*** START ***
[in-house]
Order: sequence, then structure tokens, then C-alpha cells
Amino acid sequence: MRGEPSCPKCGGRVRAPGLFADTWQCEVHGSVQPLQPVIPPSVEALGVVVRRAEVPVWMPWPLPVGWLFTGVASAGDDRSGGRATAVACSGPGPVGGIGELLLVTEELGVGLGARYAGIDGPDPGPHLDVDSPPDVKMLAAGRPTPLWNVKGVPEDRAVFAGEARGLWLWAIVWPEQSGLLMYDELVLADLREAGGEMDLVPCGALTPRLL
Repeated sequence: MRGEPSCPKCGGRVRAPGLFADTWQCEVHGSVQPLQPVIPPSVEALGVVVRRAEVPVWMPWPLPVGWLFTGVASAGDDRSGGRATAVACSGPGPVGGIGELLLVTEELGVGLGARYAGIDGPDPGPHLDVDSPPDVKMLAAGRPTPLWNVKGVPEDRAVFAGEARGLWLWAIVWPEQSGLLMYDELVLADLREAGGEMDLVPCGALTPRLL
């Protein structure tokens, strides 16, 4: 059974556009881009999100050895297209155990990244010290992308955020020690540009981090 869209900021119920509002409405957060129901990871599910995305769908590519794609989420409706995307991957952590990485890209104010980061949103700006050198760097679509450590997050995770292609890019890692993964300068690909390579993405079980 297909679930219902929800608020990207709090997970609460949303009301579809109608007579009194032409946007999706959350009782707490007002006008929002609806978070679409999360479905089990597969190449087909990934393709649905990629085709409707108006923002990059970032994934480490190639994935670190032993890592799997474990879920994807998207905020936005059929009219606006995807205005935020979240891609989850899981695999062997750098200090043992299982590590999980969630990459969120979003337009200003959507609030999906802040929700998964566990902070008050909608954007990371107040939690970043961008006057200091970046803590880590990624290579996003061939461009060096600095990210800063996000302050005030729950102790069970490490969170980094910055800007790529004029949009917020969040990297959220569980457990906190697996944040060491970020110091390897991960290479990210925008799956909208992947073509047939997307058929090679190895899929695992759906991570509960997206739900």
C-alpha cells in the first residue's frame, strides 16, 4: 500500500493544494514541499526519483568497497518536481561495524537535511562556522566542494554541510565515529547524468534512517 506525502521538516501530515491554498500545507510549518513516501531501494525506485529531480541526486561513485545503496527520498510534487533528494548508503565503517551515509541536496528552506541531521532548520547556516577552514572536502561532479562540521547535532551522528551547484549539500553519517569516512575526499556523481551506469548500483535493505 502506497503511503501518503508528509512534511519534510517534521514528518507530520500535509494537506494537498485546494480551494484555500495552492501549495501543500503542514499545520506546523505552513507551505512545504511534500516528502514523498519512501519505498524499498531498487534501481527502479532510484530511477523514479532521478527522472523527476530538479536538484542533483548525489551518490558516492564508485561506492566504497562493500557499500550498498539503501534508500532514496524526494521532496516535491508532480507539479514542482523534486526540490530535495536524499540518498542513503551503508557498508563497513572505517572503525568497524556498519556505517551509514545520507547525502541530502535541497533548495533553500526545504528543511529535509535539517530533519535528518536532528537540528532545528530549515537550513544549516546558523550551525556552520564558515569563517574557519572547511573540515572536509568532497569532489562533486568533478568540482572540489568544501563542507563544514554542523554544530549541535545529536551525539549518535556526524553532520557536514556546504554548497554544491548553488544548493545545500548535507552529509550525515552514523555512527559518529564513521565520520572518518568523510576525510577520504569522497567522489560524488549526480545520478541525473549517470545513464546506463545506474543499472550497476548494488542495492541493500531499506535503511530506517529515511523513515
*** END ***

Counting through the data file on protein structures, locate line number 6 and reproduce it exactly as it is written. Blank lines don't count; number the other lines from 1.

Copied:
C-alpha cells in the first residue's frame, strides 16, 4: 500500500493544494514541499526519483568497497518536481561495524537535511562556522566542494554541510565515529547524468534512517 506525502521538516501530515491554498500545507510549518513516501531501494525506485529531480541526486561513485545503496527520498510534487533528494548508503565503517551515509541536496528552506541531521532548520547556516577552514572536502561532479562540521547535532551522528551547484549539500553519517569516512575526499556523481551506469548500483535493505 502506497503511503501518503508528509512534511519534510517534521514528518507530520500535509494537506494537498485546494480551494484555500495552492501549495501543500503542514499545520506546523505552513507551505512545504511534500516528502514523498519512501519505498524499498531498487534501481527502479532510484530511477523514479532521478527522472523527476530538479536538484542533483548525489551518490558516492564508485561506492566504497562493500557499500550498498539503501534508500532514496524526494521532496516535491508532480507539479514542482523534486526540490530535495536524499540518498542513503551503508557498508563497513572505517572503525568497524556498519556505517551509514545520507547525502541530502535541497533548495533553500526545504528543511529535509535539517530533519535528518536532528537540528532545528530549515537550513544549516546558523550551525556552520564558515569563517574557519572547511573540515572536509568532497569532489562533486568533478568540482572540489568544501563542507563544514554542523554544530549541535545529536551525539549518535556526524553532520557536514556546504554548497554544491548553488544548493545545500548535507552529509550525515552514523555512527559518529564513521565520520572518518568523510576525510577520504569522497567522489560524488549526480545520478541525473549517470545513464546506463545506474543499472550497476548494488542495492541493500531499506535503511530506517529515511523513515